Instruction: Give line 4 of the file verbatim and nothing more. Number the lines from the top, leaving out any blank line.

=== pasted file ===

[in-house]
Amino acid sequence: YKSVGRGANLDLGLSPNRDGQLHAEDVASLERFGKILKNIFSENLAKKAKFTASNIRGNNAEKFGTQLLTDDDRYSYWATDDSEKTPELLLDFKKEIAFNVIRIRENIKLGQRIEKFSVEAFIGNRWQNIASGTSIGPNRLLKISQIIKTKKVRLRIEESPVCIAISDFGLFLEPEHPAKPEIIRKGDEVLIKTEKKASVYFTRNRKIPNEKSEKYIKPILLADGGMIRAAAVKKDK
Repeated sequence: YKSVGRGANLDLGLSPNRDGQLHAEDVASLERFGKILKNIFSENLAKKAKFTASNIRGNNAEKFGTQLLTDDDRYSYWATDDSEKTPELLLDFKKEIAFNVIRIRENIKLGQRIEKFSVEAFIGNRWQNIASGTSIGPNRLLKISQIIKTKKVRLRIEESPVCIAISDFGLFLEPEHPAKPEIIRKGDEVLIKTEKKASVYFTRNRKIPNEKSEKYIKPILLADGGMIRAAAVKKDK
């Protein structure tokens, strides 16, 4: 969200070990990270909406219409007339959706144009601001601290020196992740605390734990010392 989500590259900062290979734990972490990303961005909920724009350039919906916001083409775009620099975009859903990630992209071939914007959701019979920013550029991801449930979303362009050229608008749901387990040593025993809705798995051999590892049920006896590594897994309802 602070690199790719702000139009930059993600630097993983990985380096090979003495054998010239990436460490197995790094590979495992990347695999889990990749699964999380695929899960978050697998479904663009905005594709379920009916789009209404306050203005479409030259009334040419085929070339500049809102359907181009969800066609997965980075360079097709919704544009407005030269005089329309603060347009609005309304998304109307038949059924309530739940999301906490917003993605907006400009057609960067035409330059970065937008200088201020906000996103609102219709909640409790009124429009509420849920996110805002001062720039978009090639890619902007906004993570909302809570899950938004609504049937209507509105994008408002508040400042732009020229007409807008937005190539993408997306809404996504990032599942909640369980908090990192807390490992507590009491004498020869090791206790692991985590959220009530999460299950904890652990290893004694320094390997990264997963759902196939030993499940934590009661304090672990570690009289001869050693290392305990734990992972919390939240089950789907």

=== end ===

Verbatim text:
């Protein structure tokens, strides 16, 4: 969200070990990270909406219409007339959706144009601001601290020196992740605390734990010392 989500590259900062290979734990972490990303961005909920724009350039919906916001083409775009620099975009859903990630992209071939914007959701019979920013550029991801449930979303362009050229608008749901387990040593025993809705798995051999590892049920006896590594897994309802 602070690199790719702000139009930059993600630097993983990985380096090979003495054998010239990436460490197995790094590979495992990347695999889990990749699964999380695929899960978050697998479904663009905005594709379920009916789009209404306050203005479409030259009334040419085929070339500049809102359907181009969800066609997965980075360079097709919704544009407005030269005089329309603060347009609005309304998304109307038949059924309530739940999301906490917003993605907006400009057609960067035409330059970065937008200088201020906000996103609102219709909640409790009124429009509420849920996110805002001062720039978009090639890619902007906004993570909302809570899950938004609504049937209507509105994008408002508040400042732009020229007409807008937005190539993408997306809404996504990032599942909640369980908090990192807390490992507590009491004498020869090791206790692991985590959220009530999460299950904890652990290893004694320094390997990264997963759902196939030993499940934590009661304090672990570690009289001869050693290392305990734990992972919390939240089950789907």